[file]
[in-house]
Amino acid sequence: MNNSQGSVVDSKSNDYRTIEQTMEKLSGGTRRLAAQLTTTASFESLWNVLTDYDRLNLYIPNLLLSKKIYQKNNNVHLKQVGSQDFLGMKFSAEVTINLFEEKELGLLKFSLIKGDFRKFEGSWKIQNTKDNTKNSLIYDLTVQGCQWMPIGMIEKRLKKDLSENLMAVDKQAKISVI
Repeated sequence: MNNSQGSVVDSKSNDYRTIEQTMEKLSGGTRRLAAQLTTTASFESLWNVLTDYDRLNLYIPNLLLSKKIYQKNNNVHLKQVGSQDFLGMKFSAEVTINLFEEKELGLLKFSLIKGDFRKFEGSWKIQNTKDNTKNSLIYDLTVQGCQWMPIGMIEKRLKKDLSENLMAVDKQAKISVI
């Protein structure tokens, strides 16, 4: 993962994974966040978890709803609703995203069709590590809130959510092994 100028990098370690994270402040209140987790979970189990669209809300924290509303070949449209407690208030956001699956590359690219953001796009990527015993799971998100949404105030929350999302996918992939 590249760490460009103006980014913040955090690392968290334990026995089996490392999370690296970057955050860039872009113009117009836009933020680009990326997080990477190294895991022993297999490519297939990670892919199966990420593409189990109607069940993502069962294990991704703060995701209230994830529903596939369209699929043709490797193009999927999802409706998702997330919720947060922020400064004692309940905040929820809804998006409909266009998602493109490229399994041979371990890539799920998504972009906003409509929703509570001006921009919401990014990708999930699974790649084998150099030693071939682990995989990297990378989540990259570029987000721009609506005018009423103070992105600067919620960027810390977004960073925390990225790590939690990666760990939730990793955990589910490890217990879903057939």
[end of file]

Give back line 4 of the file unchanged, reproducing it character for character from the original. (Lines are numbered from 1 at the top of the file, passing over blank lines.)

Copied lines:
């Protein structure tokens, strides 16, 4: 993962994974966040978890709803609703995203069709590590809130959510092994 100028990098370690994270402040209140987790979970189990669209809300924290509303070949449209407690208030956001699956590359690219953001796009990527015993799971998100949404105030929350999302996918992939 590249760490460009103006980014913040955090690392968290334990026995089996490392999370690296970057955050860039872009113009117009836009933020680009990326997080990477190294895991022993297999490519297939990670892919199966990420593409189990109607069940993502069962294990991704703060995701209230994830529903596939369209699929043709490797193009999927999802409706998702997330919720947060922020400064004692309940905040929820809804998006409909266009998602493109490229399994041979371990890539799920998504972009906003409509929703509570001006921009919401990014990708999930699974790649084998150099030693071939682990995989990297990378989540990259570029987000721009609506005018009423103070992105600067919620960027810390977004960073925390990225790590939690990666760990939730990793955990589910490890217990879903057939």